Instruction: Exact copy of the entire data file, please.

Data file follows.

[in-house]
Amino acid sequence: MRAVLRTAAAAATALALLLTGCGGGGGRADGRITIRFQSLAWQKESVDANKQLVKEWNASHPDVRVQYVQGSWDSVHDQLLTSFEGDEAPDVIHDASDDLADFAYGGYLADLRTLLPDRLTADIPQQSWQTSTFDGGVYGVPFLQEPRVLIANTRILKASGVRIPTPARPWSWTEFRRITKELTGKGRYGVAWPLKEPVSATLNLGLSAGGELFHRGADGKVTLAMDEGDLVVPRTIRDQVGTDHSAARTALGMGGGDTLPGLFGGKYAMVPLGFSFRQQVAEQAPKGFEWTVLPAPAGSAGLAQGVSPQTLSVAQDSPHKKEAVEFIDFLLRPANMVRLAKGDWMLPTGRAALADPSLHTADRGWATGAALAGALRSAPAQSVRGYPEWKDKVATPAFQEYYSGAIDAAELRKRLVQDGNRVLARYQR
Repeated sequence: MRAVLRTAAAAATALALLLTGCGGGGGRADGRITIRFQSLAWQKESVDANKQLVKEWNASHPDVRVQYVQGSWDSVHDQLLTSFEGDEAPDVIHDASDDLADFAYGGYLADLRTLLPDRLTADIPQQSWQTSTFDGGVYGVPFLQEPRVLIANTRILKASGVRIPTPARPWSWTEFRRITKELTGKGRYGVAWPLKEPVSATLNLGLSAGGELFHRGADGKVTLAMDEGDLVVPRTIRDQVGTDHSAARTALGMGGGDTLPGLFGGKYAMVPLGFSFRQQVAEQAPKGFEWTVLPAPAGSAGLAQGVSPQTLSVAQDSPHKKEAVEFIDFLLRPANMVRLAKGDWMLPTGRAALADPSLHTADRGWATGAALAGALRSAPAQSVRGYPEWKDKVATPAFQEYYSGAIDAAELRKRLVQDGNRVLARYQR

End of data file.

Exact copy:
[in-house]
Amino acid sequence: MRAVLRTAAAAATALALLLTGCGGGGGRADGRITIRFQSLAWQKESVDANKQLVKEWNASHPDVRVQYVQGSWDSVHDQLLTSFEGDEAPDVIHDASDDLADFAYGGYLADLRTLLPDRLTADIPQQSWQTSTFDGGVYGVPFLQEPRVLIANTRILKASGVRIPTPARPWSWTEFRRITKELTGKGRYGVAWPLKEPVSATLNLGLSAGGELFHRGADGKVTLAMDEGDLVVPRTIRDQVGTDHSAARTALGMGGGDTLPGLFGGKYAMVPLGFSFRQQVAEQAPKGFEWTVLPAPAGSAGLAQGVSPQTLSVAQDSPHKKEAVEFIDFLLRPANMVRLAKGDWMLPTGRAALADPSLHTADRGWATGAALAGALRSAPAQSVRGYPEWKDKVATPAFQEYYSGAIDAAELRKRLVQDGNRVLARYQR
Repeated sequence: MRAVLRTAAAAATALALLLTGCGGGGGRADGRITIRFQSLAWQKESVDANKQLVKEWNASHPDVRVQYVQGSWDSVHDQLLTSFEGDEAPDVIHDASDDLADFAYGGYLADLRTLLPDRLTADIPQQSWQTSTFDGGVYGVPFLQEPRVLIANTRILKASGVRIPTPARPWSWTEFRRITKELTGKGRYGVAWPLKEPVSATLNLGLSAGGELFHRGADGKVTLAMDEGDLVVPRTIRDQVGTDHSAARTALGMGGGDTLPGLFGGKYAMVPLGFSFRQQVAEQAPKGFEWTVLPAPAGSAGLAQGVSPQTLSVAQDSPHKKEAVEFIDFLLRPANMVRLAKGDWMLPTGRAALADPSLHTADRGWATGAALAGALRSAPAQSVRGYPEWKDKVATPAFQEYYSGAIDAAELRKRLVQDGNRVLARYQR